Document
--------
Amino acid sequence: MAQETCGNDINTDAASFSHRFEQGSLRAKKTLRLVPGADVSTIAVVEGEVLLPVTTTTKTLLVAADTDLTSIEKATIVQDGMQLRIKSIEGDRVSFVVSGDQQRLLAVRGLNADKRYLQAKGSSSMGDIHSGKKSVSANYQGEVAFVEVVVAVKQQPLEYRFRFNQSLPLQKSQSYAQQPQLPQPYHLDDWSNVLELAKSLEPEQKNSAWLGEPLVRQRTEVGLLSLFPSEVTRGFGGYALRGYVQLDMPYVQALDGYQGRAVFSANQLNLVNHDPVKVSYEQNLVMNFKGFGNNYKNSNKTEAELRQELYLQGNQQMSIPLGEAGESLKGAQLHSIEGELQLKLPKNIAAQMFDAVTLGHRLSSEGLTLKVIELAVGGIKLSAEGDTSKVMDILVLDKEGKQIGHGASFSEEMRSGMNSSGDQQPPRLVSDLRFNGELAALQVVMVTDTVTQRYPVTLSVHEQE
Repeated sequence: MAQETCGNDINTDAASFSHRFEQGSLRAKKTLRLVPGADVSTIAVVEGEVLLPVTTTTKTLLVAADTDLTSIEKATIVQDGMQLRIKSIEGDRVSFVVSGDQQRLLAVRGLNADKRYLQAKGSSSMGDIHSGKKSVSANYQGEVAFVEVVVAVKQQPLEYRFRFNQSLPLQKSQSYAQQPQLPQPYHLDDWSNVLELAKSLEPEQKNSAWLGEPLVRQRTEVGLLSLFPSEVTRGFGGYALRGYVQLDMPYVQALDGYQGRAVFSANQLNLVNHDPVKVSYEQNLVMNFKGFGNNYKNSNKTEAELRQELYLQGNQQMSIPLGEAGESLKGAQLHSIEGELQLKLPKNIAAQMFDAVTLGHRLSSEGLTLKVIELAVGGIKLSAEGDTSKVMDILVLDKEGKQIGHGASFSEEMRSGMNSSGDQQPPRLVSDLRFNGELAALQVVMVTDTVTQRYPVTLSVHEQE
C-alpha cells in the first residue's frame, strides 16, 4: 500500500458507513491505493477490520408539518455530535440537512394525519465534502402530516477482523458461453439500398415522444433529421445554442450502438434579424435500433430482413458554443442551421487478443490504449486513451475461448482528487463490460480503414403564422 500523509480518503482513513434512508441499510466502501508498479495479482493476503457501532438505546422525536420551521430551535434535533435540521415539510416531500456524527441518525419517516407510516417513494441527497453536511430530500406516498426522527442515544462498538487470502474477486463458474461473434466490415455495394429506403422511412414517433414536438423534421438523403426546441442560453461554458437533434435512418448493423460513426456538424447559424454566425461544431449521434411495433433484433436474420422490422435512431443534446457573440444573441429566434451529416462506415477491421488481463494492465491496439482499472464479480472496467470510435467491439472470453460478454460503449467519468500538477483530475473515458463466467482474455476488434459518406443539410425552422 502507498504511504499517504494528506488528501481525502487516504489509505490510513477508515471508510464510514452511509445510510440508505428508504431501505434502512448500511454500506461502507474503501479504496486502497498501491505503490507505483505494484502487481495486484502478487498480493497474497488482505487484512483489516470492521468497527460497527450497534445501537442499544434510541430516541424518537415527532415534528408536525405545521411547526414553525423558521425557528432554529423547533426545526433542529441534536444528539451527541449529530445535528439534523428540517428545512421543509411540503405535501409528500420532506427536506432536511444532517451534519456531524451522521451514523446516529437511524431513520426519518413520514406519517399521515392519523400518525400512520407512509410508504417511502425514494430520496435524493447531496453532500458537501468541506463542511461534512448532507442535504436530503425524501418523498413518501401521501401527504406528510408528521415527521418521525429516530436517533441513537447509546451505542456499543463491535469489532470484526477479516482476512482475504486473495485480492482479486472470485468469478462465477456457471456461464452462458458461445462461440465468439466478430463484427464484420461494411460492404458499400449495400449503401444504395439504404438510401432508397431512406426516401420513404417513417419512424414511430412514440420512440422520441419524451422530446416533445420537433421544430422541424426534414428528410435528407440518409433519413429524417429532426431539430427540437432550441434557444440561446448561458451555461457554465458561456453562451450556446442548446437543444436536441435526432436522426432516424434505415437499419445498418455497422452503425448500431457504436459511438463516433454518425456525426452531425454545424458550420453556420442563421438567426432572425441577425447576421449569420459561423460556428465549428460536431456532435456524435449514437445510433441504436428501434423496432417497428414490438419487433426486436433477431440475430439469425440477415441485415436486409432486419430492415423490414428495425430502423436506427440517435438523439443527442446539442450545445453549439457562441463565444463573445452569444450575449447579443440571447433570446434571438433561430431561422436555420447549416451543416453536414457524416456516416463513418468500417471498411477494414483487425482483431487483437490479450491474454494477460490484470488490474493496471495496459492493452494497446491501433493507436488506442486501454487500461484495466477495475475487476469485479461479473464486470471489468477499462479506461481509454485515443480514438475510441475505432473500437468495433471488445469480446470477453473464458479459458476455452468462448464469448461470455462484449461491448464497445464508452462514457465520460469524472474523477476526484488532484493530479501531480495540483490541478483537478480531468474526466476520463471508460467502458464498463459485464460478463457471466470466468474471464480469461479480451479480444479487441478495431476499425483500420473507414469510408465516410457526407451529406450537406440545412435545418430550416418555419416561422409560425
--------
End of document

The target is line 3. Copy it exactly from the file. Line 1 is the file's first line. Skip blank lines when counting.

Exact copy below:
C-alpha cells in the first residue's frame, strides 16, 4: 500500500458507513491505493477490520408539518455530535440537512394525519465534502402530516477482523458461453439500398415522444433529421445554442450502438434579424435500433430482413458554443442551421487478443490504449486513451475461448482528487463490460480503414403564422 500523509480518503482513513434512508441499510466502501508498479495479482493476503457501532438505546422525536420551521430551535434535533435540521415539510416531500456524527441518525419517516407510516417513494441527497453536511430530500406516498426522527442515544462498538487470502474477486463458474461473434466490415455495394429506403422511412414517433414536438423534421438523403426546441442560453461554458437533434435512418448493423460513426456538424447559424454566425461544431449521434411495433433484433436474420422490422435512431443534446457573440444573441429566434451529416462506415477491421488481463494492465491496439482499472464479480472496467470510435467491439472470453460478454460503449467519468500538477483530475473515458463466467482474455476488434459518406443539410425552422 502507498504511504499517504494528506488528501481525502487516504489509505490510513477508515471508510464510514452511509445510510440508505428508504431501505434502512448500511454500506461502507474503501479504496486502497498501491505503490507505483505494484502487481495486484502478487498480493497474497488482505487484512483489516470492521468497527460497527450497534445501537442499544434510541430516541424518537415527532415534528408536525405545521411547526414553525423558521425557528432554529423547533426545526433542529441534536444528539451527541449529530445535528439534523428540517428545512421543509411540503405535501409528500420532506427536506432536511444532517451534519456531524451522521451514523446516529437511524431513520426519518413520514406519517399521515392519523400518525400512520407512509410508504417511502425514494430520496435524493447531496453532500458537501468541506463542511461534512448532507442535504436530503425524501418523498413518501401521501401527504406528510408528521415527521418521525429516530436517533441513537447509546451505542456499543463491535469489532470484526477479516482476512482475504486473495485480492482479486472470485468469478462465477456457471456461464452462458458461445462461440465468439466478430463484427464484420461494411460492404458499400449495400449503401444504395439504404438510401432508397431512406426516401420513404417513417419512424414511430412514440420512440422520441419524451422530446416533445420537433421544430422541424426534414428528410435528407440518409433519413429524417429532426431539430427540437432550441434557444440561446448561458451555461457554465458561456453562451450556446442548446437543444436536441435526432436522426432516424434505415437499419445498418455497422452503425448500431457504436459511438463516433454518425456525426452531425454545424458550420453556420442563421438567426432572425441577425447576421449569420459561423460556428465549428460536431456532435456524435449514437445510433441504436428501434423496432417497428414490438419487433426486436433477431440475430439469425440477415441485415436486409432486419430492415423490414428495425430502423436506427440517435438523439443527442446539442450545445453549439457562441463565444463573445452569444450575449447579443440571447433570446434571438433561430431561422436555420447549416451543416453536414457524416456516416463513418468500417471498411477494414483487425482483431487483437490479450491474454494477460490484470488490474493496471495496459492493452494497446491501433493507436488506442486501454487500461484495466477495475475487476469485479461479473464486470471489468477499462479506461481509454485515443480514438475510441475505432473500437468495433471488445469480446470477453473464458479459458476455452468462448464469448461470455462484449461491448464497445464508452462514457465520460469524472474523477476526484488532484493530479501531480495540483490541478483537478480531468474526466476520463471508460467502458464498463459485464460478463457471466470466468474471464480469461479480451479480444479487441478495431476499425483500420473507414469510408465516410457526407451529406450537406440545412435545418430550416418555419416561422409560425